Fancy an overseas holiday or an iPad or Kindle full of e-books? Now’s probably the best time to do your overseas shopping or book that US trip. The Australian dollar recently hit a six week low and is currently trading around 102.44 US cents – down from a mid-August high of close to 106 US cents. The pressure on it to fall further has intensified, with our biggest export market, China, slowing. Iron ore and coal prices have fallen more than 30% in less than six months. Locally, the housing industry is struggling, retailers are struggling and some media companies…
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Fancy an overseas holiday or an iPad or Kindle full of e-books? Now’s probably the best time to do your overseas shopping or book that US trip.
The Australian dollar recently hit a six week low and is currently trading around 102.44 US cents – down from a mid-August high of close to 106 US cents.
The pressure on it to fall further has intensified, with our biggest export market, China, slowing. Iron ore and coal prices have fallen more than 30% in less than six months.
Locally, the housing industry is struggling, retailers are struggling and some media companies see no lift in the current bleak advertising market until 2015.
Because our dollar is closely linked to commodities prices (being our major export), usually the dollar will follow. But the Australian dollar has been stubborn and stayed high, while commodity prices fell. Much of the reason for that is with the rest of the world struggling with their own issues, Australia has been seen as a relative safe haven for capital. Even the Swiss central bank started buying Australian dollars.
As I see it, one of the main catalysts for the Australian dollar to fall further from here, are the actions by the European Central Bank and the US Federal Reserve. If the US decides to stimulate its economy, or Europe takes control of its debt issues, we could see the Australian dollar take a rapid dive – investors would likely have more confidence in Europe and the US, and we could see the Australian dollar deserted in favour of the Euro or US dollar.
Markets around the world appear to be expecting positive action to be taken by both regions, which means an Australian dollar trading above parity with the US dollar should not be taken for granted.
But while it does, investors and consumers have an opportunity to take advantage of the high dollar. If you plan on booking that overseas trip, now might be the best time to walk into a Flight Centre Limited (ASX: FLT) agent or get online to Webjet Limited’s (ASX: WEB) site and book those overseas holidays.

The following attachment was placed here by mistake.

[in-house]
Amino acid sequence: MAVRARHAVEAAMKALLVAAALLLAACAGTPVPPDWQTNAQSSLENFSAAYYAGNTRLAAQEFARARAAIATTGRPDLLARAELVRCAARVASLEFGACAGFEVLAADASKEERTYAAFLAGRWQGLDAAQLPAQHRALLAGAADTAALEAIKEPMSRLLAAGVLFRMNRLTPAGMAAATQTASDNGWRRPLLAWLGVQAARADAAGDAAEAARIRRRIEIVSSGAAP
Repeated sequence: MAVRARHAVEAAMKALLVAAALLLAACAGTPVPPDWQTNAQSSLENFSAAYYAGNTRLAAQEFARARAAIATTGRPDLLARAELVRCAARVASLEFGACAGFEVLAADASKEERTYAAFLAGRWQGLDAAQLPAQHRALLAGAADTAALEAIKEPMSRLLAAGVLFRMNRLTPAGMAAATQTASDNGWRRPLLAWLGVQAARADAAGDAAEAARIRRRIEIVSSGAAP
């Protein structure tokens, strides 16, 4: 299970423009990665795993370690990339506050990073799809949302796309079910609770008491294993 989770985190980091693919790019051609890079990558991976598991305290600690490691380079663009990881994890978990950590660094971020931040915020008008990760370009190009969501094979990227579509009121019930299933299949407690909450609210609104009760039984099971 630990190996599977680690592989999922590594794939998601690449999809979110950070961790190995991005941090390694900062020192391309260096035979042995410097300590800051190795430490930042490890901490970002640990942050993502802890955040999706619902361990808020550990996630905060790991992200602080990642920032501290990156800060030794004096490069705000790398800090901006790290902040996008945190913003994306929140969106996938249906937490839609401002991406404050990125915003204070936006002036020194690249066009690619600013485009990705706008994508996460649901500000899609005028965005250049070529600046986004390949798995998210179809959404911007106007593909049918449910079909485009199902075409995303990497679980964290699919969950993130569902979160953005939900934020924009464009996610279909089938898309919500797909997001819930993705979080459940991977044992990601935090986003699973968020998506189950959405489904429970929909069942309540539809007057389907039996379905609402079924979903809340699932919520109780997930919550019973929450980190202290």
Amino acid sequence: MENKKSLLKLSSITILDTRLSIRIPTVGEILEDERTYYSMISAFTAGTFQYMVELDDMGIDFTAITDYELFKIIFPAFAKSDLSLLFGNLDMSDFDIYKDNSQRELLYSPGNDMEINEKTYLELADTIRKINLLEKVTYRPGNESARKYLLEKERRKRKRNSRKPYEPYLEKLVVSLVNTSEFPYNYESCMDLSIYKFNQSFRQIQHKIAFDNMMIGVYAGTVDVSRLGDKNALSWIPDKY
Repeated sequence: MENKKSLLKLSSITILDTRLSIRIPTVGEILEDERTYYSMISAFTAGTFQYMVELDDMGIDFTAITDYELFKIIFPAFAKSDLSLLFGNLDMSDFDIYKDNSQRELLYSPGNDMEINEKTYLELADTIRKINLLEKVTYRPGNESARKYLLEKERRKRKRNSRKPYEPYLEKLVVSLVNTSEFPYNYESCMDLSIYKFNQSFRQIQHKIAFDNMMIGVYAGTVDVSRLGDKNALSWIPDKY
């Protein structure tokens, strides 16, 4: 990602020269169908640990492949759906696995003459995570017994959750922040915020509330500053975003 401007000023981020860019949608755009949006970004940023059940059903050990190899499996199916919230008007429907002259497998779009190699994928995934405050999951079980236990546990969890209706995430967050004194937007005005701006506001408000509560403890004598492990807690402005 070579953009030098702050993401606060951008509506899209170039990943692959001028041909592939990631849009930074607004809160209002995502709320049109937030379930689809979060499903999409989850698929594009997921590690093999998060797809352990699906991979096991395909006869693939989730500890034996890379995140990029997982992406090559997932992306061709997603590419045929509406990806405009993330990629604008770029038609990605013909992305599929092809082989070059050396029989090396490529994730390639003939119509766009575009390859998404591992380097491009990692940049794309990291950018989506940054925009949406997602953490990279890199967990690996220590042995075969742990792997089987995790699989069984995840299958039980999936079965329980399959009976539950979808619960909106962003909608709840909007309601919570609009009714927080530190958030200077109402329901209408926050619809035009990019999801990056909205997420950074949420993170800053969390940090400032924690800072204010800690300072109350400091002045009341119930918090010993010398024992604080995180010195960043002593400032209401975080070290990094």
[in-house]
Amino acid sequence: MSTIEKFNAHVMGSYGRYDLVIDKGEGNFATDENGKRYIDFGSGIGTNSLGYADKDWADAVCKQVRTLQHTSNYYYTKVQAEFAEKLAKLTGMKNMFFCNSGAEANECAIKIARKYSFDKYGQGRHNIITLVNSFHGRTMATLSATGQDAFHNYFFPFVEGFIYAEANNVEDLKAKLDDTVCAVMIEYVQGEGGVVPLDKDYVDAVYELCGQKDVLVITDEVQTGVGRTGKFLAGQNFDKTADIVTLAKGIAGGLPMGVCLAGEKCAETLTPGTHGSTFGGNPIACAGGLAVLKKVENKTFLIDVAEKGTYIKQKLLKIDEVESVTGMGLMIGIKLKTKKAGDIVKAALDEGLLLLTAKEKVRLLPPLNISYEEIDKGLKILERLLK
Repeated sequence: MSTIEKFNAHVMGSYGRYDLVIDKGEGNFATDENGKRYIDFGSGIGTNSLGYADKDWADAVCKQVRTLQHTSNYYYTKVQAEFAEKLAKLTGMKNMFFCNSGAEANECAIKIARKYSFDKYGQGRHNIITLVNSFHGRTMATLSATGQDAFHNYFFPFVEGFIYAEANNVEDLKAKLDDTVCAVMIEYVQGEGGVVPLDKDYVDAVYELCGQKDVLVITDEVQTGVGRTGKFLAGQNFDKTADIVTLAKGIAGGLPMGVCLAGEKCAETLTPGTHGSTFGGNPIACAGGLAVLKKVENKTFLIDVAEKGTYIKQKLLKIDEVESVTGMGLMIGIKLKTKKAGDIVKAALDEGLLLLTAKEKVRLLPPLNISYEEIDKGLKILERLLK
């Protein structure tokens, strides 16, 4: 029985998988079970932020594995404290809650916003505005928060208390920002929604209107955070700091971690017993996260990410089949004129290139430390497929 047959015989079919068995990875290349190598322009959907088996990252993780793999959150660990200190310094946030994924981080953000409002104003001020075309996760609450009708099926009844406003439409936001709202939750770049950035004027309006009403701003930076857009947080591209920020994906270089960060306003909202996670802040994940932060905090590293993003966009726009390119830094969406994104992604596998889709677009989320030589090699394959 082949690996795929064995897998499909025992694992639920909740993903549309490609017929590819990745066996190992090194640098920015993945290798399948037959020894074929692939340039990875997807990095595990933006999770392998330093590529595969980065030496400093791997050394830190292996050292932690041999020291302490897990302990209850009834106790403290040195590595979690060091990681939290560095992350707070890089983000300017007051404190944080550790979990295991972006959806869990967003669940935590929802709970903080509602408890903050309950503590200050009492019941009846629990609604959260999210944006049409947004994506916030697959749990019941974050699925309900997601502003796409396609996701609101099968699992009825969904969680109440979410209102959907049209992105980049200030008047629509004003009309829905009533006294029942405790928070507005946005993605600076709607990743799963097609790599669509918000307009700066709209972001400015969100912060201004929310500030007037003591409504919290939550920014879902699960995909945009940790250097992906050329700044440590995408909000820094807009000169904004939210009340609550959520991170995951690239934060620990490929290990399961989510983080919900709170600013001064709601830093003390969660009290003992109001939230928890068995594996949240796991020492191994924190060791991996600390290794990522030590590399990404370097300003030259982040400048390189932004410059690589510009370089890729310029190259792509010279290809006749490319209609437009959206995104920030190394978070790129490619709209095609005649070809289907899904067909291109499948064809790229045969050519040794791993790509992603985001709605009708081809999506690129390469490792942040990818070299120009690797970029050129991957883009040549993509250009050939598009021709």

Shopping at US and other online sites, such as Amazon might also be a good idea now. Investors might consider investing in US or European companies, as shares are cheap – both because of the high Australian dollar and the weak sentiment in those regions. Actions by the respective central banks could see those markets take off. It’s also ideal protection should the Australian economy falter.
Investors could also consider an investment in one of the many ASX listed companies with the majority of their earnings offshore, such as CSL Limited (ASX: CSL) or News Corporation (ASX: NWS). If individual companies don’t take your fancy, there are plenty of exchange traded funds on the ASX that can give you exposure to US or European markets.
The Foolish bottom line
Markets are expecting US and European Central Banks to take action to fix their relative issues. It those actions come about, it could be the pin that popped the Aussie’s balloon, and we could see the dollar plummet. Now’s the time to take advantage.
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Motley Fool writer/analyst Mike King owns shares in CSL and Flight Centre. The Motley Fool’s purpose is to help the world invest, better. Take Stock is The Motley Fool’s free investing newsletter. Packed with stock ideas and investing advice, it is essential reading for anyone looking to build and grow their wealth in the years ahead. Click here now to request your free subscription, whilst it’s still available. This article contains general investment advice only (under AFSL 400691). Authorised by Bruce Jackson.